In the present study, preoperative renal impairment was significantly more prevalent in the group II patients who developed CKD 1 year after surgery than in group I. This observation has also been reported by previous studies [9, 10, 14, 15, 17]. This may be explained by the following multiple factors: First, preoperative hemodynamic changes may enhance the risk of renal dysfunction in cases of liver cirrhosis by impairment of renal perfusion through immune-mediated vasodilatation, parietal and renal parenchymal edema, hypoalbuminemia, and renin-angiotensin-aldosterone axis disturbances that lead to intravascular hypovolemia. Second is the delay of biological markers uncovering severe renal damage [1820]. Third, intrinsic CKD predisposes patients with end-stage liver disease to kidney dysfunction, stressing on the evident link between the effect of the 2 systems manifested by the more severe encephalopathy, shock, and the higher international normalized ratios in the patients with severe renal dysfunction than in the patients without renal dysfunction [1821]. In spite of the significant difference of preoperative renal impairment between the 2 groups being a potential predictor of CKD at one year (crude odds ratio = 6.274), it was mild in all cases and related to liver disease as well as it was corrected before the time of surgery. Accordingly, in multivariate logistic regression analysis it was not found to be an independent predictor for the likelihood of CKD at one year and only prolonged operative time and graft-to-recipient weight ratio were the only independent predictors of CKD at 1 year. Owing to our long-term aims, we did not take into account the early postoperative transient changes of renal function parameters that were normalized by fluid correction and minor manipulations of antibiotics and immunosuppressive drugs without persistent effects.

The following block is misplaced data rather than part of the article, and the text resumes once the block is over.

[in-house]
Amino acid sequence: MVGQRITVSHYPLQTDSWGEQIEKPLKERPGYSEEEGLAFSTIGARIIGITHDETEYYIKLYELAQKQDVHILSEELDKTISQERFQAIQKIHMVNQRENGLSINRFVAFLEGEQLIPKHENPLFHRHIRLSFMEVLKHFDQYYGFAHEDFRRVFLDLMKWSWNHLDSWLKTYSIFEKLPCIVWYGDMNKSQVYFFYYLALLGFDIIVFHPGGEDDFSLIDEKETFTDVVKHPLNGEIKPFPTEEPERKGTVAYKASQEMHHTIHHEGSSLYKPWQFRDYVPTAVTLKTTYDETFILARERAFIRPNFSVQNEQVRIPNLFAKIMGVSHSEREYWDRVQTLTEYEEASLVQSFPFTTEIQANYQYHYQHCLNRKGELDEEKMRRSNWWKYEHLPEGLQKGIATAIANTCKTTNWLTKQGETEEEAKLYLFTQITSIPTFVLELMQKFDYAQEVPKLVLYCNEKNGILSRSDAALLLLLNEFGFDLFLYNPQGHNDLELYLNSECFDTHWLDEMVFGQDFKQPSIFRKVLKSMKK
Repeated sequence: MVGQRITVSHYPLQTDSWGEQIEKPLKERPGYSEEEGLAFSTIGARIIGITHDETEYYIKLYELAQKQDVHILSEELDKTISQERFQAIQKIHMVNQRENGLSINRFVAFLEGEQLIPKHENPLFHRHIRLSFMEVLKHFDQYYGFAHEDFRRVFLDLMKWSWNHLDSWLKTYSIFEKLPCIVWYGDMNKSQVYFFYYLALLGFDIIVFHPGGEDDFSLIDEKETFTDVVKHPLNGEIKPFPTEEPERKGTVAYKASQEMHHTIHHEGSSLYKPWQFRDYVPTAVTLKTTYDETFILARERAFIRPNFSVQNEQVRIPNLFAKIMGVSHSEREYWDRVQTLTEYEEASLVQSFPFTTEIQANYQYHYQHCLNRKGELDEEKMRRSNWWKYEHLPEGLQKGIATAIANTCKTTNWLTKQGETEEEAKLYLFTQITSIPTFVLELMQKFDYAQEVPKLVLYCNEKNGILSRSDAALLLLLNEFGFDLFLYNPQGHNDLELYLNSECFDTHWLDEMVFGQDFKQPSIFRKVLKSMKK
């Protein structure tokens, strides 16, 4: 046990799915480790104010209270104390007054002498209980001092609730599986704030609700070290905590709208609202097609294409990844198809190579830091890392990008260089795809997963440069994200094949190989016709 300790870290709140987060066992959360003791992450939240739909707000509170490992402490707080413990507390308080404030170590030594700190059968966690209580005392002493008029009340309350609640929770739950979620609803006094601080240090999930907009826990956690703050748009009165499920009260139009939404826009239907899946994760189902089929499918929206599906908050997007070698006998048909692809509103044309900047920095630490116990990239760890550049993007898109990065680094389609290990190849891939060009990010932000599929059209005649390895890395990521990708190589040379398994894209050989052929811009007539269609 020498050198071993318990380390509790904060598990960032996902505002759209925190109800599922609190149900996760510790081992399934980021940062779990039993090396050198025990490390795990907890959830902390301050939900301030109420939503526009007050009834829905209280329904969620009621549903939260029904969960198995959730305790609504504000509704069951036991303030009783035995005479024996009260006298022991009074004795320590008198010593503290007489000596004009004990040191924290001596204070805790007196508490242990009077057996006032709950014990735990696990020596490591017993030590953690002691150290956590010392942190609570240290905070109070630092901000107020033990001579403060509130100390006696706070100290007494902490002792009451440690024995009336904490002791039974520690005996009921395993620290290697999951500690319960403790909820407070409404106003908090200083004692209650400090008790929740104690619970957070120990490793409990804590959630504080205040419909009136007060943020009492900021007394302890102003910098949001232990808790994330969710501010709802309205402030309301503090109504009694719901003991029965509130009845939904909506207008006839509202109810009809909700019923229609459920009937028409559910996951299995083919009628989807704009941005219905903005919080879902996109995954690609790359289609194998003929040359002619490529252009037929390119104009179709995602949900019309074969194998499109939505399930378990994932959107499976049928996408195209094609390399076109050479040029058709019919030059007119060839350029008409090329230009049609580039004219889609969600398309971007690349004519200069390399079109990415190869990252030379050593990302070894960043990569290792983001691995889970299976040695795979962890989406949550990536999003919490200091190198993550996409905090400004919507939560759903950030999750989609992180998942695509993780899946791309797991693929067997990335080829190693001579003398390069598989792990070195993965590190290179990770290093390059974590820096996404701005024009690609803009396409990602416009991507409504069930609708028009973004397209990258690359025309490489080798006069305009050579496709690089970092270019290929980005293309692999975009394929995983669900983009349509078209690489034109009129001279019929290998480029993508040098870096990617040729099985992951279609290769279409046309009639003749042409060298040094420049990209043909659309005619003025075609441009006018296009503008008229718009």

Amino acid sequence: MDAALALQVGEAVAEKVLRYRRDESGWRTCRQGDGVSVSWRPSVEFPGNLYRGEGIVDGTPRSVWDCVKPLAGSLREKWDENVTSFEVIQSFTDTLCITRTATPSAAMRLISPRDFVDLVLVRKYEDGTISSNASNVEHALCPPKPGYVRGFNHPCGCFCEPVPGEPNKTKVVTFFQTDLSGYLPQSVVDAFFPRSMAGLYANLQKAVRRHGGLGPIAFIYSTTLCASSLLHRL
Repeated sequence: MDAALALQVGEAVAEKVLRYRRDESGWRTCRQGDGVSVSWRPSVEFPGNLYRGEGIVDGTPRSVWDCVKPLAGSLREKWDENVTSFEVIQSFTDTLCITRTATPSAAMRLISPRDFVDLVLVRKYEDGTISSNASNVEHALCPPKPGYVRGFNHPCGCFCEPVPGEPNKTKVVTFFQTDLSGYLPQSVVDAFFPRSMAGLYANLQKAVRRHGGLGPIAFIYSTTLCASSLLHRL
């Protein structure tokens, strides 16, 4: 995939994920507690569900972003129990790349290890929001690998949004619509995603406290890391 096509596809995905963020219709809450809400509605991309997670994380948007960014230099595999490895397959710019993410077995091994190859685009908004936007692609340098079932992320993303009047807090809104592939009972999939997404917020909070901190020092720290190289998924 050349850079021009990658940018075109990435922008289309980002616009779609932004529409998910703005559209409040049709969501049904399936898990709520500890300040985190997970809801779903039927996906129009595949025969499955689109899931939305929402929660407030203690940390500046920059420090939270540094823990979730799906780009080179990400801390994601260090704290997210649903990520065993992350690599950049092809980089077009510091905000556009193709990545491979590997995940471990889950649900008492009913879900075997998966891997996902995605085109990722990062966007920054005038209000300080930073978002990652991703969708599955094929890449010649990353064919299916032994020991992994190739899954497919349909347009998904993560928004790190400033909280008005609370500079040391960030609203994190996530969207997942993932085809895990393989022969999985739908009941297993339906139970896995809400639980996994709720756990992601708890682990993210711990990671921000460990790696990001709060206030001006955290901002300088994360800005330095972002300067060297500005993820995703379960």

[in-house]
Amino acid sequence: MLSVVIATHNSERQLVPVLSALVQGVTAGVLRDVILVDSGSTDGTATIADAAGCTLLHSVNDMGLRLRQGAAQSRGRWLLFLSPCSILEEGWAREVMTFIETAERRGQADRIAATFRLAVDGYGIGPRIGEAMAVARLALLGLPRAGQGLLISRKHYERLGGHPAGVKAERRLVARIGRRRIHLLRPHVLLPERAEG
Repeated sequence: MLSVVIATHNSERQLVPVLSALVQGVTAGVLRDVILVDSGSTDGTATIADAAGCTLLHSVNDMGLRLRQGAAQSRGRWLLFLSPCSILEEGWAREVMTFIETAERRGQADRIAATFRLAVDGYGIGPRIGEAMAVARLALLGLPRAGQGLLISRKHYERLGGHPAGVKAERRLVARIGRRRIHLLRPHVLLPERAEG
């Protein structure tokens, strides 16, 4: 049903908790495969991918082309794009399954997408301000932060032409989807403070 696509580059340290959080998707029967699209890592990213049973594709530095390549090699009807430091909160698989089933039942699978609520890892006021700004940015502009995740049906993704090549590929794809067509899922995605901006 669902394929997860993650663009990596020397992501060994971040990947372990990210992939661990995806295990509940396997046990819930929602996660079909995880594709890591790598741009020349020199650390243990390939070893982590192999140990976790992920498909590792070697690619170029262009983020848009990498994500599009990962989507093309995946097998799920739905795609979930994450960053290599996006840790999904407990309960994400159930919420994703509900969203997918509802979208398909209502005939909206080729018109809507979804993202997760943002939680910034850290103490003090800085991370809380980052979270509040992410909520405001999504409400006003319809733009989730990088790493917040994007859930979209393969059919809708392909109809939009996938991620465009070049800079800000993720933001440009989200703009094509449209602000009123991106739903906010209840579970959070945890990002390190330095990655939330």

Deceased liver donation is not legalized in our country till now, and only LDLT is allowed. This technique results in a partial graft that has a reduced overall parenchymal mass as compared with the whole-organ allograft. Such smaller grafts may be unable to meet the metabolic and hemodynamic demands of the recipients and may be implicated as a cause of allograft dysfunction and complications, including renal dysfunction, with a lower GRWR. Although GRWR of ≥0.8% is universally accepted, its median value (IQR 25–75) was 0.805 (0.8–0.9) in our group of patients who experienced renal dysfunction at 1 year as compared with 1.008 (0.9–1.2) in the other group, reaching a statistical significance (P < 0.0005). This finding is in accordance with a Korean study that included 284 cases of LDLT [22]. This may be explained as part of small-for-size (SFS) graft syndrome with poorly defined pathogenesis representing a group of manifestations and complications of insufficient graft size or function without an obvious technical explanation [23, 24]. We think that this is the first study that measured a cutoff GRWR of <0.91 as a predictor of renal dysfunction 1 year after LT.